U.S. Officials to Congress: Chinese Response to Pending South China Sea Ruling Unclear

July 7, 2016 8:41 PM - Updated: July 7, 2016 9:55 PM
Scarborough Shoal
Scarborough Shoal

Neither what China will do following the ruling on its dispute with the Philippines over coral reefs in the South China Sea is clear, nor is the United States response beyond “preserving space for a diplomatic solution.”

On Thursday subcommittees from House Armed Services and House Foreign Affairs held a joint hearing on “a region at a crossroads,” as Abraham Denmark, deputy assistant secretary for East Asia in the Pentagon put it to attempt to measure what comes next.

Beijing has already signaled that it does not feel bound by the decision from the Hague tribunal, expected to be announced July 12.

China has distanced itself from other claimants in the vital waterway that include Vietnam, Malaysia, Brunei and Taiwan by building islands on coral reefs that house radar sites, military airfields and have created harbors for its coast guard and People’s Liberation Army Navy ships to exercise “low-intensity coercion” in the region. The question he said comes down to accepting the rule of law or “the raw calculation of power,” Denmark said.

His counterpart at the State Department, Colin Willett, said, “The United States has a vested interest” in the South China Sea, but does not take sides in territorial disputes. The pending case does not involve settling territorial claims but in determining whether the land features are islands or something less.

But when asked if China decided to occupy Scarborough Shoal, near the Philippines, she said the United States would consider the move “very destabilizing,” but would go no further. Denmark said that a response depends upon what Beijing placed on the disputed territory. If it was military, it would increase its ability to control the South China Sea, out to its self-proclaimed 9-dash line of claimed territory, he said.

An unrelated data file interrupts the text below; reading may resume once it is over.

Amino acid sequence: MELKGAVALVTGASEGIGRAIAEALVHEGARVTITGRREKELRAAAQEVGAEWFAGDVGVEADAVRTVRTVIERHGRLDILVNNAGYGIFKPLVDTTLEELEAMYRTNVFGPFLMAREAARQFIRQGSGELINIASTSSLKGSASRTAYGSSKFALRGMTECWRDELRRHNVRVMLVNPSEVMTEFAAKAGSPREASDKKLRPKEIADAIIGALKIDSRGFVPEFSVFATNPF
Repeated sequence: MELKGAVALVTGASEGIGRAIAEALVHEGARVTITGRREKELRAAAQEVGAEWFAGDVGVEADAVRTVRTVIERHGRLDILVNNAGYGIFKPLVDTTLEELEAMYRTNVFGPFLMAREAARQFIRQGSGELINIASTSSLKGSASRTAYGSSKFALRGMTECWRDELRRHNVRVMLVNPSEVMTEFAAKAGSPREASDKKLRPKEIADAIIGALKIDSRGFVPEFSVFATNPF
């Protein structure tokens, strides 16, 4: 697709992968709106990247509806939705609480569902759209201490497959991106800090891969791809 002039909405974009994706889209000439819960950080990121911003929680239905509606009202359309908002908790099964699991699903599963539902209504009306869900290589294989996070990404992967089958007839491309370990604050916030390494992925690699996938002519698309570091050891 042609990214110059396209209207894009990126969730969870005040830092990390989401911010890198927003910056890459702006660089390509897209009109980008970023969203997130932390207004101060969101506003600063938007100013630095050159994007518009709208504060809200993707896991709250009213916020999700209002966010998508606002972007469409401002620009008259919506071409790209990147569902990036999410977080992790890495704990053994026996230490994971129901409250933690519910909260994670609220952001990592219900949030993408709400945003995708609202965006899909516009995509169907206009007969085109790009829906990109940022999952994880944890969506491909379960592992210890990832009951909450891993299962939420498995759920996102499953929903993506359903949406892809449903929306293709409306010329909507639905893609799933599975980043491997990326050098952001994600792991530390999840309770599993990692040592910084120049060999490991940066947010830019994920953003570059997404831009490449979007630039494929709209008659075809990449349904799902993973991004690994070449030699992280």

Willett added the United States will “continue to protect our rights and others'” to freely navigate the waters and fly over the air space where allowed by international law.

“Our focus is on [Chinese] behavior after the decision,” she added. The idea behind U.S. thinking and actions even now is “flouting the law … isn’t paying dividends.”

Denmark said the United States is working to deter China with an increased military presence and a higher operating tempo.

Earlier in the day at the Heritage Foundation, a Washington, D.C., think tank, Rep. Mac Thornberry, (R-Texas), and chairman of the Armed Services Committee, commended the administration for the stepped up presence but noted “a shortage of ships” in the Navy to do much more.

Denmark said that America is working with allies, like the Philippines, and other regional partners to build up their maritime capability, develop a common operating picture to work more effectively together and establish their own maritime presence as a deterrent.

“There are a number of nations that want to work with us,” Thornberry said at the think tank. “Working with us” goes beyond security to economic interaction including the TransPacific Partnership (TTP) and diplomacy to settle disputes, Willett said.

“We’ve answered that call,” Denmark said from the region to show the United States continued high interest in the South China Sea. “I do think [the Rim of the Pacific exercise} is a good demonstration … of America’s power.” He added Beijing and Washington are maintaining a “robust military-to- military diplomacy.” The two countries have made strides in decreasing incidents of “unsafe interactions” at sea and in the air, but “it’s an issue that we are going to continue [discussing] with the [People’s Liberation Army].”

Willett said the United States’ efforts are trying to ensure “everyone performs with restraint” after the ruling is handed down. “It’s not about the rocks; it’s about the rules.”

Thornberry said at Heritage, “We can’t just look at the South China Sea in isolation. …There are calculations going on all the time” in Beijing, Moscow and with other potential adversaries about what the United States will do in meeting new challenges and probes across the globe.

John Grady

John Grady

John Grady, a former managing editor of Navy Times, retired as director of communications for the Association of the United States Army. His reporting on national defense and national security has appeared on Breaking Defense, GovExec.com, NextGov.com, DefenseOne.com, Government Executive and USNI News.

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